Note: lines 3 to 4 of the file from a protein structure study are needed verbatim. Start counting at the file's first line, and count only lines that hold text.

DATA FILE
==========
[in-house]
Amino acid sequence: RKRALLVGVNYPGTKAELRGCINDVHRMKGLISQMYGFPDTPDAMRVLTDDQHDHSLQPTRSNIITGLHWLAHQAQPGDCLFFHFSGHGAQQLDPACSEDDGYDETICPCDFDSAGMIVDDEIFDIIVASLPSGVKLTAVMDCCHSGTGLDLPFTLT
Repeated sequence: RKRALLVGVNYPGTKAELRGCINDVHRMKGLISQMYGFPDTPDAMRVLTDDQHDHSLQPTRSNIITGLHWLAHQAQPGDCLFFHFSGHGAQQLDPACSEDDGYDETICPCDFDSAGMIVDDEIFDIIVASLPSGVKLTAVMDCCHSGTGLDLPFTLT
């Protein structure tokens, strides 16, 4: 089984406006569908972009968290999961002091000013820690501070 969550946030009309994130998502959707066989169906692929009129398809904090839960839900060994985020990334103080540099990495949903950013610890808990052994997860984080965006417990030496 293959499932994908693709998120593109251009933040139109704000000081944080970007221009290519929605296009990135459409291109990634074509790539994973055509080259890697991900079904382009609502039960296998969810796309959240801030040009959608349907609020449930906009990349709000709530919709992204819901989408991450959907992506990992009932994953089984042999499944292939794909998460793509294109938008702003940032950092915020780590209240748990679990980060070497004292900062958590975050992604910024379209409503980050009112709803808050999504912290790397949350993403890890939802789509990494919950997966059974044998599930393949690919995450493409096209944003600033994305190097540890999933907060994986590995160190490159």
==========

Repeated sequence: RKRALLVGVNYPGTKAELRGCINDVHRMKGLISQMYGFPDTPDAMRVLTDDQHDHSLQPTRSNIITGLHWLAHQAQPGDCLFFHFSGHGAQQLDPACSEDDGYDETICPCDFDSAGMIVDDEIFDIIVASLPSGVKLTAVMDCCHSGTGLDLPFTLT
């Protein structure tokens, strides 16, 4: 089984406006569908972009968290999961002091000013820690501070 969550946030009309994130998502959707066989169906692929009129398809904090839960839900060994985020990334103080540099990495949903950013610890808990052994997860984080965006417990030496 293959499932994908693709998120593109251009933040139109704000000081944080970007221009290519929605296009990135459409291109990634074509790539994973055509080259890697991900079904382009609502039960296998969810796309959240801030040009959608349907609020449930906009990349709000709530919709992204819901989408991450959907992506990992009932994953089984042999499944292939794909998460793509294109938008702003940032950092915020780590209240748990679990980060070497004292900062958590975050992604910024379209409503980050009112709803808050999504912290790397949350993403890890939802789509990494919950997966059974044998599930393949690919995450493409096209944003600033994305190097540890999933907060994986590995160190490159």